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01/24/08
Right On Time
Filed under: photos, bike tech, brevets
Posted by: The Cyclofiend @ 11:20 am

Since it’s the week before the SFR 200K brevet this Saturday, a front came down from Alaska, bringing rain and colder temperatures to the San Francsico Bay Area.  Mt. Diablo got a dusting and I’m pretty sure when the clouds recede, Mt. Tam will be all snowy-topped as well. Last year,  the weather gave us a kinda-sorta-misty-drizzly-rainish-wet all week before.  I set up fenders, removed them, and then remounted them before the ride. This year things are much more focused and robust.  NWS estimates put chance of rain at 100% on Saturday.

And it’s (ok, you folks who get real winter weather and have to ride through the dark months with icicles and stuff hanging off you, please hold your laughter and derision until the end of the show…) cold.

Cold is OK.  Wet is OK. Cold and Wet is kinda energy sapping.

Probably ought to revise my caloric estimates upwards a bit.

I was thinking about things like this last night while mounting up fenders and a rear rack on the Hilsen.

Just making a bunch of mental lists really.  Some of the things seemed dreadfully important at the time, but in the light of the following morning strike me as inane little panics. But, a lot of the threads were helpful, if not in the immediate sense then more so in preparing myself for what could be a long day out on the roads this weekend. The bike seemed much happier after a good washing and things came together slowly but surely.

When I stopped whimpering about the weather, I realized that even on wet and cold commutes, my good rain jacket has kept me warm with just a single layer of wool beneath it. We’re not climbing above 1500′ anywhere on the route, so a replay of the Andy-Hampsten-Gavia-Epic. It may not be important to be comfortable the whole day, but it is helpful to be “manageable”.   My jacket is a Pearl Izumi with eVent fabric, and I was lucky enough to get a pair of Rainlegs for Christmas.  With fenders below, and those up top, that should mitigate the worst of the dampness.

I’ve been playing around a bit with gloves, and while I don’t think I’ve found the definitive answer, there are some good options. One thing that has worked suprisingly well is just wearing a pair of wool gloves - not even cycling specific ones.  Every winter cycling glove seems to either fail too quickly or gets extremely clammy and wet.

The wool seems to handle cooler temps pretty well, though I haven’t tried them in serious rain.  My plan is to tuck a few of those chemical warming packets into the bag, if things get  crackly cold.

My hands were reasonably problematic on last year’s 200K, (something I didn’t really remember until I reread my writeup) so this year I’m going to make sure I elevate them and take a little more care.

My working theory is that the little things are dangerous - it’s funny how a reasonably insignificant issue can get magnified over the course of a long ride. Maybe attention and intention will help.

Haven’t quite ironed out the lights.  Unless things go very badly, illumination needs are pretty minimal for a ride of this length. So, I’ve decided against bringing the Niterider that I rigged up last year.  Instead, I’ll bring one or two “be seen” lights and keep my headlamp.  The headlamp alone was  plenty for the after dark part of the Lighthouse ride last month.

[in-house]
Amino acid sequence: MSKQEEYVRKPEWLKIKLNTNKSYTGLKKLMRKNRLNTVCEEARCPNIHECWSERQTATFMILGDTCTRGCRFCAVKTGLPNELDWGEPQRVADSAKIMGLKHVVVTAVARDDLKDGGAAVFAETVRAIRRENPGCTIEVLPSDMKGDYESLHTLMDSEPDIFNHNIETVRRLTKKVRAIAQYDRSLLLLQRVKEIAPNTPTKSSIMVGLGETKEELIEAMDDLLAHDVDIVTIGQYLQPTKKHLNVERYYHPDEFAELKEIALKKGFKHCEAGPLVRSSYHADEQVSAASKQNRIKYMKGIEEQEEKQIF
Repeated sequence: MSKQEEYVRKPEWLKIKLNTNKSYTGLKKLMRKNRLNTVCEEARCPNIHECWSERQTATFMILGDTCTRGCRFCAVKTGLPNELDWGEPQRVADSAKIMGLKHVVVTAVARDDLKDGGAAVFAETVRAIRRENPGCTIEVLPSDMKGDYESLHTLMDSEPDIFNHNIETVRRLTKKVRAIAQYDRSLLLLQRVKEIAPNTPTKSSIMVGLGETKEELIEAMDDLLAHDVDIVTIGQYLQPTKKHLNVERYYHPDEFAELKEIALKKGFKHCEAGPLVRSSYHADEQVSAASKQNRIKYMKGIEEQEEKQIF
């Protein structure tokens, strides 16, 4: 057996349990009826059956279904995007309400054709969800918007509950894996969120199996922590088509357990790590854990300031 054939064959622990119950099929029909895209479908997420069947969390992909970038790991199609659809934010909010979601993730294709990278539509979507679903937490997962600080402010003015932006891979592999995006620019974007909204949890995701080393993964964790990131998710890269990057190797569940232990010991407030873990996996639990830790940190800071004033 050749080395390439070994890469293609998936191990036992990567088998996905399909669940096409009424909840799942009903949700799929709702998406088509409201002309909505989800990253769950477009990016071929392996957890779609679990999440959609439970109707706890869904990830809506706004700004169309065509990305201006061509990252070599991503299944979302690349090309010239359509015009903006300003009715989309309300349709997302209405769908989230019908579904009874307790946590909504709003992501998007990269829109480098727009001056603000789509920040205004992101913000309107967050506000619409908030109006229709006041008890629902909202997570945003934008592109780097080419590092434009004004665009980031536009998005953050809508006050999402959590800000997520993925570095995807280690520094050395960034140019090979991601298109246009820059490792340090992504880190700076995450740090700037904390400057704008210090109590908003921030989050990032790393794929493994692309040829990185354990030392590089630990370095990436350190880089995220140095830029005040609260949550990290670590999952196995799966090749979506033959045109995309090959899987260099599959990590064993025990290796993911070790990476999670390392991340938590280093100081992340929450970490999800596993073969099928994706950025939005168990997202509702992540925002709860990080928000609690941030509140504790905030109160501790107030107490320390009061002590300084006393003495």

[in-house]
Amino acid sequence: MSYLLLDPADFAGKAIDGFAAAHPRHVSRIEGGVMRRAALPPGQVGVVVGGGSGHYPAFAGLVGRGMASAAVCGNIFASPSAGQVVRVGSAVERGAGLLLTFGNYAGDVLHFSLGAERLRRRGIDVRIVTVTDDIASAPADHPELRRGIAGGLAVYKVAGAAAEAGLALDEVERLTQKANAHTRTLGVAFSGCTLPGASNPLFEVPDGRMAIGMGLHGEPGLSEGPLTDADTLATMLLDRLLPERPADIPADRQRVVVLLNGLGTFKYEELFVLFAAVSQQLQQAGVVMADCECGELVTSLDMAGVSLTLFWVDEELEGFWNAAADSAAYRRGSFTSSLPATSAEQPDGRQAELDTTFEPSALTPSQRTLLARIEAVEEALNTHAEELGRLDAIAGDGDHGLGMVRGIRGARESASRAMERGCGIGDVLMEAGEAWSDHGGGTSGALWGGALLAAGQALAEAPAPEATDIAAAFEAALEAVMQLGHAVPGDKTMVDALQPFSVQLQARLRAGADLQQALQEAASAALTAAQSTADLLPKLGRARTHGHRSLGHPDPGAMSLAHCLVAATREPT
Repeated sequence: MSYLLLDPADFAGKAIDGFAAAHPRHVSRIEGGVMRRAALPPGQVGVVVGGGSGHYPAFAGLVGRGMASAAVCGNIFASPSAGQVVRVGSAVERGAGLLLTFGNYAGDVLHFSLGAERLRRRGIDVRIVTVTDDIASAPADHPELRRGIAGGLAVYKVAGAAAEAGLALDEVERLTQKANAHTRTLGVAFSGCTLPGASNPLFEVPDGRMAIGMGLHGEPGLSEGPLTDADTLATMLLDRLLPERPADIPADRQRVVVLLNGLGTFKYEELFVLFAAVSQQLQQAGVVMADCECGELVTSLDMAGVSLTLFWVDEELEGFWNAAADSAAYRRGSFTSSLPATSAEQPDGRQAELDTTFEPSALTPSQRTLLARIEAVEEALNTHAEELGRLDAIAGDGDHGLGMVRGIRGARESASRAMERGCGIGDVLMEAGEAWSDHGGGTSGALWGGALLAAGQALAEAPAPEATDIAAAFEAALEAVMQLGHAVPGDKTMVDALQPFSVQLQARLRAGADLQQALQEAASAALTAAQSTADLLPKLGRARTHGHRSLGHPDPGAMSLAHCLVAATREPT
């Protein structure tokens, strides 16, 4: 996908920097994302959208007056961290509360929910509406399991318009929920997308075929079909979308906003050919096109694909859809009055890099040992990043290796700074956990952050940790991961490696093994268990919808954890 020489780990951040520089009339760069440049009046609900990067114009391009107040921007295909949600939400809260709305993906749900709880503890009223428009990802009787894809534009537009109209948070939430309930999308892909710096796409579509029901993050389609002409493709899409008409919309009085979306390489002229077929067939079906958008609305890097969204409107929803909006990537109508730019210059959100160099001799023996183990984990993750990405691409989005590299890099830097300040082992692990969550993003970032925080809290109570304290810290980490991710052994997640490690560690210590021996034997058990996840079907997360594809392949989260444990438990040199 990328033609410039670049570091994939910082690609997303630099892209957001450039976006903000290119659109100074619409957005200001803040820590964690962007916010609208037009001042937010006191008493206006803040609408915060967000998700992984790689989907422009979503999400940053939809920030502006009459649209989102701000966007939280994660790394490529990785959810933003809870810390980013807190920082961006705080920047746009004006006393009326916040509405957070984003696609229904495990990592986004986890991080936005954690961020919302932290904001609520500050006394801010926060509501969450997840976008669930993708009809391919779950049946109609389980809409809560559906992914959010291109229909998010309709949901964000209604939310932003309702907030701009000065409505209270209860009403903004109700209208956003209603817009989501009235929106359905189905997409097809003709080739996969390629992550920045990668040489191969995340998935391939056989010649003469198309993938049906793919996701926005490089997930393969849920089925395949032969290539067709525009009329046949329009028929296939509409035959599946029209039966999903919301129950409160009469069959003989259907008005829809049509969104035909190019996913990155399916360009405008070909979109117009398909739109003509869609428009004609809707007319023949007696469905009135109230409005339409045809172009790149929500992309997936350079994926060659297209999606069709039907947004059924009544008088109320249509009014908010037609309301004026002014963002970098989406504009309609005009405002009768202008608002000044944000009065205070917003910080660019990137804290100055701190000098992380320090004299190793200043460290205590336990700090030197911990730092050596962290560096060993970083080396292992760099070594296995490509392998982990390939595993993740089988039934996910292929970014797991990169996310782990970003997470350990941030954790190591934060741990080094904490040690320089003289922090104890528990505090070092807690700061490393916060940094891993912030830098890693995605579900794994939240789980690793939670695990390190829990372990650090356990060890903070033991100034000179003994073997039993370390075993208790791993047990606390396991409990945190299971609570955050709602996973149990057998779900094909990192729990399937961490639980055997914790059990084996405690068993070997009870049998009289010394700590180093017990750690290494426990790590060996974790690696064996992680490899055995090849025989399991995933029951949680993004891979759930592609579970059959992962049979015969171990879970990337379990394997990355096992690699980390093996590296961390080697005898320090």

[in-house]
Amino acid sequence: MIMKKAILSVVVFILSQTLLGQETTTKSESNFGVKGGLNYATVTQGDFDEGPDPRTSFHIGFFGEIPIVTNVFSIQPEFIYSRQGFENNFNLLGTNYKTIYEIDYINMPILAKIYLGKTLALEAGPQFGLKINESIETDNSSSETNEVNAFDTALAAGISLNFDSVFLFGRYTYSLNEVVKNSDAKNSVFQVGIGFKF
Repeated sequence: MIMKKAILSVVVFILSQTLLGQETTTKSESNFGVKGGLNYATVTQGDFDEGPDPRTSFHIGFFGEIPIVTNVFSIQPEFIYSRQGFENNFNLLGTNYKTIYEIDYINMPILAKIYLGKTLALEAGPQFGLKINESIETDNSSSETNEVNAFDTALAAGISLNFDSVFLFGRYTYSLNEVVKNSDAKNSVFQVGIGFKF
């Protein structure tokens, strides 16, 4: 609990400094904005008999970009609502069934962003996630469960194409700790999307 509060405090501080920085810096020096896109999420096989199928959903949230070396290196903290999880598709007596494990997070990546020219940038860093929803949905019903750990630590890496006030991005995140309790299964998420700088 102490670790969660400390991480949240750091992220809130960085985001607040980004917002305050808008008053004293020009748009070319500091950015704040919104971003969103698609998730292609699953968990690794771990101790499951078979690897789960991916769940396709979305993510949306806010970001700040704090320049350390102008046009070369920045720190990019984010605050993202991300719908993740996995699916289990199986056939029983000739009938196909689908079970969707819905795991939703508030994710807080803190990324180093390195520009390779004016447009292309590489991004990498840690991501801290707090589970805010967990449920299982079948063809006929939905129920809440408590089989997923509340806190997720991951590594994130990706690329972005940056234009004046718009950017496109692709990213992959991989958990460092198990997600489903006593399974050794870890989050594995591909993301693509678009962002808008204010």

Other than a trip to the hardware store on my lunch break for some short bolts to attach the fender flaps, things are pretty well in order.  Gotta trim the fender stays, wash the wool, then lay everything out.

I guess one other thing that keeps coming to mind is that I really need to keep thinking about the small sections of this ride, rather than consider the whole thing. As mentioned earlier, mileage is a bit less going into this one, but now I really know what a 200K day is like, so there is a tendancy for my brain to connect those two facts and create a pretty negative potential outcome. So, I’m going on maybe five rides  Saturday - Bridge to Inverness, Inverness to the Lighthouse, Lighthouse to Inverness, Inverness to Marshall (maybe a Bovine Bakery stop, even!), Marshall to Nicasio, Nicasio to the Bridge. All doable chunks, eh?

And I’ve got a bike I trust, a bag big enough to stash some dry socks and good friends on the route. Should be a good day out.

5 Responses to “Right On Time”

  1. Frank Says:
    Jim, Enjoy all _five rides_ Saturday. I wear rag wool gloves in the rain up here and they work great. Have a good ride. /f
  2. Badgerland Says:
    I think your thoughts on fenders might be jadded, I believe that ALL bikes look nicer with a set of well fit fenders on! Folks riding behind you will also appreciate the thought. As for bolts to attach the fender flaps; one thing I do after losing one on a ride is to replace both bolts with a clear zip tie. This is something that is normally carried along on my kit and has been secure in holding mine on the Atlantis since that bolt fell off. The AHH looks GREAT!
  3. The Cyclofiend Says:
    Thanks for the kind words. I’m not anti-fender at all. I was sorta mocking my sloth at not mounting fenders on the Hilsen. Last year, I was running the Quickbeam, and fender use and flip-flopping a hub is slightly more tricky.
  4. jim g Says:
    “maybe a Bovine Bakery stop, even!” What’s this maybe business? I’m definitely stoppin’ there!
  5. Badgerland Says:
    Yes I remember seeing that on your QB and knew that you did use them; just poking a bit of fun. I have gotten around that problem by cutting off the rear fender a bit so that it comes out pretty slick. The only issue is that folks behind be don’t get quite the protection as my Atlantis with this shorty version of the SKS.